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10 Ave SW

Main Streets

Planning the future of Calgary's thriving main streets.

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nextCity Main Streets

    10 Avenue SW

    The 10 Avenue SW main street stretches from 19 Street to 14 Street SW in the community of Sunalta.


    Sunalta was annexed to Calgary in 1907, and by 1909 light industrial activity was already becoming a means of employment for the community. The land was primarily developed as residential, but due to the proximity to the CPR rail line, sections of land surrounding 10 Avenue SW were set aside for industrial uses. The mix of residential, commercial and industrial uses continues to be observed today, although policy is in place to discourage expansion of existing industrial uses so that commercial uses are now replacing industrial uses in areas. The new West LRT station at Sunalta brings opportunities for transit-oriented development for this main street. Higher density, mixed-use developments are encouraged in close proximity to the station, adding to the high-street flavour of this area.

    What we've learned

    To start developing solutions which ensure the future success of Calgary’s main street neighbourhoods, City planners listened and learned from main street users, neighbourhood residents, industry experts and economic specialists to understand the unique challenges and opportunities for growth and development in these areas.

    View 10 Avenue SW key findings

    View full report of what we’ve learned​

    Local statistics and growth targets

    Growth potential

    Growth for this main street area is above the Municipal Development Plan desired target. The most relevant factors that create this growth are market desire and consumer preferences; there is strong market desire to accommodate development at a level similar to Municipal Development Plan goals. Land use districts (zoning) are in place to enable redevelopment to reach desired population and employment levels. Support from City services and infrastructure can have a positive impact on market demand and contribute to a high quality residential and commercial area.

    Market outlook

    The redevelopment opportunity for this main street area is dependent on the timing of transition from an industrial-commercial area to a more mixed use environment that leverages the LRT station. An estimated total of some 250 residential units is expected to be built over the next 25 years, starting gradually between 2016 and 2020.

    Existing local planning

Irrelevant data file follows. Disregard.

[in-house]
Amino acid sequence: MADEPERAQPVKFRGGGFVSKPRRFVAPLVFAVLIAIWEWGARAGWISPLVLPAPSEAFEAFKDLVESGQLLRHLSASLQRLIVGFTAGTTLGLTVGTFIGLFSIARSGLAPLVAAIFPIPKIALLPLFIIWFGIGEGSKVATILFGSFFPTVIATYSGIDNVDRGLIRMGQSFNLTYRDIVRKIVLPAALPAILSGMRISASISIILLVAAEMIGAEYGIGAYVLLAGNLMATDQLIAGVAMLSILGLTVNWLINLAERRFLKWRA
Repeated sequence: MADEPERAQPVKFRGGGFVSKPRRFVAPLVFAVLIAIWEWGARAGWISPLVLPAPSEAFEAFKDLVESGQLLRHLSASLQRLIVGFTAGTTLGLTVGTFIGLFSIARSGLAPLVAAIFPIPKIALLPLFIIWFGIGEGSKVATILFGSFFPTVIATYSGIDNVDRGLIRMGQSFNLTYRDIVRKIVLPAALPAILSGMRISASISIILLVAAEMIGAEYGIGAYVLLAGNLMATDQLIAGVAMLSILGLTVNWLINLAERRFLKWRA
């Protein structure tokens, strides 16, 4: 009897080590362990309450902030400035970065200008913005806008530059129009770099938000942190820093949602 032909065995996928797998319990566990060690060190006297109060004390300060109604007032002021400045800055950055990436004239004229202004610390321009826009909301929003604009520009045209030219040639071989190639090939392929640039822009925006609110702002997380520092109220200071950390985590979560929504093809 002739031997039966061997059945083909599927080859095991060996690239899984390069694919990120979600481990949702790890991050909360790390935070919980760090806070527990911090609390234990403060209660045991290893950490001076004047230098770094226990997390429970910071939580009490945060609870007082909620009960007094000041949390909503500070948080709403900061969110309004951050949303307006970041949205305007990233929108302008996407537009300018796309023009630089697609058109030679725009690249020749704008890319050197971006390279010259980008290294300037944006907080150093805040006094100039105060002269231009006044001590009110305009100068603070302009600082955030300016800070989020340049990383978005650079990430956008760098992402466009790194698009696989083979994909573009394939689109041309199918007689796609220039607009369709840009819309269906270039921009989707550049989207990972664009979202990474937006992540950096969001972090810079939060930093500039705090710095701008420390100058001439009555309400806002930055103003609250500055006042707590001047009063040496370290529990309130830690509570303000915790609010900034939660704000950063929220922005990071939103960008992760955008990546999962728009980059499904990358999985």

Local planning

    10 Avenue SW has a recent update to the Sunalta Area Redevelopment Plan​ for the west LRT expansion in 2009. The whole process for engagement, policy creation and internal City of Calgary review was directed by the goals and objectives of the Municipal Development Plan. City initiated land use districts (zoning) were put into place soon after the Area Redevelopment Plan to support both transit oriented development and main street area redevelopment plan.

    Current zoning

    Current zoning is a customized Direct Control district that allows for significant height and density along 10 Avenue, with declining heights and densities as development moves south to 11 and 12 Avenues. Key challenges that rezoning could potentially address are primarily related to the shallow lot depth and access constraints faced by properties on the north side of 10 Avenue.


    This main street runs parallel to the Canadian Pacific Railway (CPR) line and offers a mix of uses. Because of this area’s proximity to the CPR line and downtown, it originally grew around the need for industrial development. This early twentieth century inner-city industrial development marks a time when the city was expanding beyond the downtown core.

    Residential development followed in the surrounding community of Sunalta, making this area a place for people to live and work in. The surrounding blocks of 10 Avenue SW are scattered with small groupings of historic homes setback from the street with gabled roofs, shingle siding, and full-width front porches, that reference early residential styles, such as Edwardian and Arts and Crafts styles.

    In recent decades, low-rise apartments of three to four storeys in height have popped up in the community. Yet the height, positioning and setbacks from the property line of the more recent developments have maintained the overall human scale of the streetscape.

    Today, the avenue itself retains a few repurposed historic spaces like a park and a community hall, and two to three storey commercial buildings, as well as a public plaza in front of the CTrain station.